9 for the 9th

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Friday, February 09, 2007
number 9, number 9
Things with nine in them, from the Dictionary of Phrase and Fable, 1898 edition. (it's in the public domain, and therefore available online via Bartleby.) WooHoo!

one: A nine days’ wonder. Something that causes a sensational astonishment for a few days, and is then placed in the limbo of “things forgot.” Three days’ amazement, three days’ discussion of details, and three days of subsidence. (See NINE, and SEVEN.)

two: Charlemagne's Nine Wives: His nine wives were Hamiltrude, a poor Frankish woman, who bore him several children; Desiderata, who was divorced; Hildegarde, Fastrade (daughter of Count Rodolph the Saxon), and Luitgarde the German, all three of whom died before him, Maltegarde; Gersuinde the Saxon; Regi’na; and Adalinda.

three: to look nine ways means "to squint"

four: rigged to the nines or dressed up to the nines. To perfection from head to foot.

five: there were nine rivers of hell, according to classic mythology.

six: nine as a mystic number:
The Abracadabra was worn nine days and then flung into a river.
Fairies. In order to see the fairies, a person is directed to put "nine grains of wheat on a four-leaved clover."
Magpies. To see nine magpies is most unlucky.
Seal. The people of Feroes say that the seal casts off its skin every ninth month and assumes a human form to sport about the land.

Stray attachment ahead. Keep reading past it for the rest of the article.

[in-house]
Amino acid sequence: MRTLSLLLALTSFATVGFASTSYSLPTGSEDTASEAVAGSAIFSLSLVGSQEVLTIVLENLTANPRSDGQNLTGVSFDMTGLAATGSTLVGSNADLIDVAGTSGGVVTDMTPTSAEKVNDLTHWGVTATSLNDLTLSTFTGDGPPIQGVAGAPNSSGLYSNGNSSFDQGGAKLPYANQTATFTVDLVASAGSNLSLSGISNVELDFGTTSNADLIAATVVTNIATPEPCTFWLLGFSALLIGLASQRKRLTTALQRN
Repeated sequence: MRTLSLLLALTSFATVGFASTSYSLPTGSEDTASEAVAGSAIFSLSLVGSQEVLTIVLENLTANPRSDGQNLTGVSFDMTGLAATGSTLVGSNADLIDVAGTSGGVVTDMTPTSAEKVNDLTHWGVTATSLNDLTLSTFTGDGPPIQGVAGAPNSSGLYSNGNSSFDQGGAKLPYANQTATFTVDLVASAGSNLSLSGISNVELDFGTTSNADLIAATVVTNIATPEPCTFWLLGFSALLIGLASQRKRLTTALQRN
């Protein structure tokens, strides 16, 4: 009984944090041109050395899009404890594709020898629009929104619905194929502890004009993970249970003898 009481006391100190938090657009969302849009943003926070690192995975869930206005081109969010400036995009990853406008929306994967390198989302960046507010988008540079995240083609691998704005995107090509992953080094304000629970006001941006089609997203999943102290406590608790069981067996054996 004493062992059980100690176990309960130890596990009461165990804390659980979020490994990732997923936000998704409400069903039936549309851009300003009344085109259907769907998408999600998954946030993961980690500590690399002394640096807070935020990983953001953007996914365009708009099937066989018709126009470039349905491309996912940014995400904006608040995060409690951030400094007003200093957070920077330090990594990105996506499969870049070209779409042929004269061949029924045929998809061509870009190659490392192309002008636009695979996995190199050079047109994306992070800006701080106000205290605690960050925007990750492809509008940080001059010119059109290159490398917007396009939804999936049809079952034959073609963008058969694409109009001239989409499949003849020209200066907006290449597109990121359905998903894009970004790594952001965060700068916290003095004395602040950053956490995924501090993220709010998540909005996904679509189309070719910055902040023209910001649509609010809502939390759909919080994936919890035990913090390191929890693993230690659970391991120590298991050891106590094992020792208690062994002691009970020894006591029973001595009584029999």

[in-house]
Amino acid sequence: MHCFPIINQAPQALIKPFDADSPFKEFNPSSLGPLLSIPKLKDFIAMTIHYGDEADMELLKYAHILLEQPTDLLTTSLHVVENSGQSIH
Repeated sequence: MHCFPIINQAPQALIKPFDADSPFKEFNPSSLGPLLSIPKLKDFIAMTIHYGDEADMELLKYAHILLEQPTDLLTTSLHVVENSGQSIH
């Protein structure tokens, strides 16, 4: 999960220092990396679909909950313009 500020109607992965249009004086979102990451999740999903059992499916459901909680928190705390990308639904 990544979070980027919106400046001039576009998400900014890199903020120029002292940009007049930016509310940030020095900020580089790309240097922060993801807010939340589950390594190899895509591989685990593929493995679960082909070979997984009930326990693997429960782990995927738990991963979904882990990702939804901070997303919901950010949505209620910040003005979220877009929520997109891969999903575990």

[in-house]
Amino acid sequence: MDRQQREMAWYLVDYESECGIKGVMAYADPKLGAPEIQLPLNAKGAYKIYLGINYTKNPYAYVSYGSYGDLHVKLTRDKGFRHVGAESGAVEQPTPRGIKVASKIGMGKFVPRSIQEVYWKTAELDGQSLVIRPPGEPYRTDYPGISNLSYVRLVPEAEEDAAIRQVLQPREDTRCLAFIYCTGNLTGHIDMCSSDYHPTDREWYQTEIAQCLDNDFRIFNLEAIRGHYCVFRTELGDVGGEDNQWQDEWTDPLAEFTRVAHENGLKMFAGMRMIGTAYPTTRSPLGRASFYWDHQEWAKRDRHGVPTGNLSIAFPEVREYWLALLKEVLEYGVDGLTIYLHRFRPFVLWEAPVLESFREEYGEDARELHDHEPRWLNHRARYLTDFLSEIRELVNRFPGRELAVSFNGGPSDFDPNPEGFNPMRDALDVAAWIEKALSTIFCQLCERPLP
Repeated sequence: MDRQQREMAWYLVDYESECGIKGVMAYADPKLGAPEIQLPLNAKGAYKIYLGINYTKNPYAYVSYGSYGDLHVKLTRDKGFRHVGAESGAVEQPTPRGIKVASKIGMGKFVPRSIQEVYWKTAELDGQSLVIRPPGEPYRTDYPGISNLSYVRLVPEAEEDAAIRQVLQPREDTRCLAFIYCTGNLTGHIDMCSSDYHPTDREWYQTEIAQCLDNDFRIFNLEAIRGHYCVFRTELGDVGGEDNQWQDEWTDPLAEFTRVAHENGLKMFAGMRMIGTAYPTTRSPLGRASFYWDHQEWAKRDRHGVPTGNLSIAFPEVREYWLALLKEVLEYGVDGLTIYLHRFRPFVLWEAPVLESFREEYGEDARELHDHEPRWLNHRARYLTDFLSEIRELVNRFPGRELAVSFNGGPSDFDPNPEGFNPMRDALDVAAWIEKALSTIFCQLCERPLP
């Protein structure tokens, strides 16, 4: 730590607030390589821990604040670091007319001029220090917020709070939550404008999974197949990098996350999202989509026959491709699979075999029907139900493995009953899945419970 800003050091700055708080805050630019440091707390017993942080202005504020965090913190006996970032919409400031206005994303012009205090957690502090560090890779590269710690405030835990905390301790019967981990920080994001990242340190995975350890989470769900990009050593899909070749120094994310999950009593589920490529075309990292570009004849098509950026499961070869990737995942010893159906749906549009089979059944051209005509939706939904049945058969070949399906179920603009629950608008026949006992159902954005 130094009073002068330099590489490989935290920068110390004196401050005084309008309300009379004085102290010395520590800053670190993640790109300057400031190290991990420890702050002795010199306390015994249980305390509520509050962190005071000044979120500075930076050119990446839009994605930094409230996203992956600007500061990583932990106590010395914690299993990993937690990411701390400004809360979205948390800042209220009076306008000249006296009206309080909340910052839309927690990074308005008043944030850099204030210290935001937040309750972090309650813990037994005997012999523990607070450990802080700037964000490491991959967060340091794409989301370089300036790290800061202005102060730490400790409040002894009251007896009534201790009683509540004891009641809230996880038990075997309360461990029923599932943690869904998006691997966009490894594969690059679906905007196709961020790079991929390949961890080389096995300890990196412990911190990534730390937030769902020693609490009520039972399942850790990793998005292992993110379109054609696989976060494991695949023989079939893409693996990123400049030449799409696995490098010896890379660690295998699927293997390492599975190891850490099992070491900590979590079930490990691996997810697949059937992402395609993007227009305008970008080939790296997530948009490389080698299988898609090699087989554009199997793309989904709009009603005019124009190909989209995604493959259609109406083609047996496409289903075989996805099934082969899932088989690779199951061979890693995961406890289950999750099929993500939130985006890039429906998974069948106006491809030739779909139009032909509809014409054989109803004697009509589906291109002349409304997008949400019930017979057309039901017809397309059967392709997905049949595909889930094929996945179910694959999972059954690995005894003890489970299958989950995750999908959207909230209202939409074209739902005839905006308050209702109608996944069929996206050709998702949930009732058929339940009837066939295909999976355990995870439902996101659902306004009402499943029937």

Wresting thread. Nine knots are made on black wool as a charm for a sprained ankle.

seven: There are nine muses. Calliope (chief muse and muse of epic poetry), Euterpe (muse of lyric song), Clio (muse of history), Erato (muse of erotic poetry), Melpomene (muse of tragedy), Polyhymna (muse of sacred song), Terpsichore (muse of dance), Thalia (muse of comedy and bucolic poetry), Urania (muse of astronomy). [extra muse assistance via Wikipedia]

eight: The Nine "Worthies:"
Joshua, David, and Judas Maccabæus; Hector, Alexander, and Julius Cæsar; Arthur, Charlemagne, and Godfrey of Bouillon.    
“Nine worthies were they called, of different rites—
Three Jews, three pagans, and three Christian knights.” Dryden: The Flower and the Leaf.
nine: This is not from Brewer's, but instead is a NINE bonus from my bookshelf! Nine Coaches Waiting by Mary Stewart (the queen of romantic suspense). This book got to me at an impressionable age. (note to self: do not accept position as governess at remote french chateau. just... no.)
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